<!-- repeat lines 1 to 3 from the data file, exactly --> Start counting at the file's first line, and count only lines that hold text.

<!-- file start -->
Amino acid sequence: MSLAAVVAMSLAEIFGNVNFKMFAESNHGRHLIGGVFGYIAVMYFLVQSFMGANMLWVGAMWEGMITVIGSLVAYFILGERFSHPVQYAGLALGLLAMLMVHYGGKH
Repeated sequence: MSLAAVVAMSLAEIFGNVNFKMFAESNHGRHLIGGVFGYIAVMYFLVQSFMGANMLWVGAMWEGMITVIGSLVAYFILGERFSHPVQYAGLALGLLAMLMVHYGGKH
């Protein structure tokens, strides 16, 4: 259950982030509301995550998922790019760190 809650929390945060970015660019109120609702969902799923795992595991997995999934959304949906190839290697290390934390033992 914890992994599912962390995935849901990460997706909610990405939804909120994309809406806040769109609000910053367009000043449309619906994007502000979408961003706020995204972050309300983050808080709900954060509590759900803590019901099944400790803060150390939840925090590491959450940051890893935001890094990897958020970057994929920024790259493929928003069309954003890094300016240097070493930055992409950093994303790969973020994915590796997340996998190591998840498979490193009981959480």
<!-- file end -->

Amino acid sequence: MSLAAVVAMSLAEIFGNVNFKMFAESNHGRHLIGGVFGYIAVMYFLVQSFMGANMLWVGAMWEGMITVIGSLVAYFILGERFSHPVQYAGLALGLLAMLMVHYGGKH
Repeated sequence: MSLAAVVAMSLAEIFGNVNFKMFAESNHGRHLIGGVFGYIAVMYFLVQSFMGANMLWVGAMWEGMITVIGSLVAYFILGERFSHPVQYAGLALGLLAMLMVHYGGKH
């Protein structure tokens, strides 16, 4: 259950982030509301995550998922790019760190 809650929390945060970015660019109120609702969902799923795992595991997995999934959304949906190839290697290390934390033992 914890992994599912962390995935849901990460997706909610990405939804909120994309809406806040769109609000910053367009000043449309619906994007502000979408961003706020995204972050309300983050808080709900954060509590759900803590019901099944400790803060150390939840925090590491959450940051890893935001890094990897958020970057994929920024790259493929928003069309954003890094300016240097070493930055992409950093994303790969973020994915590796997340996998190591998840498979490193009981959480």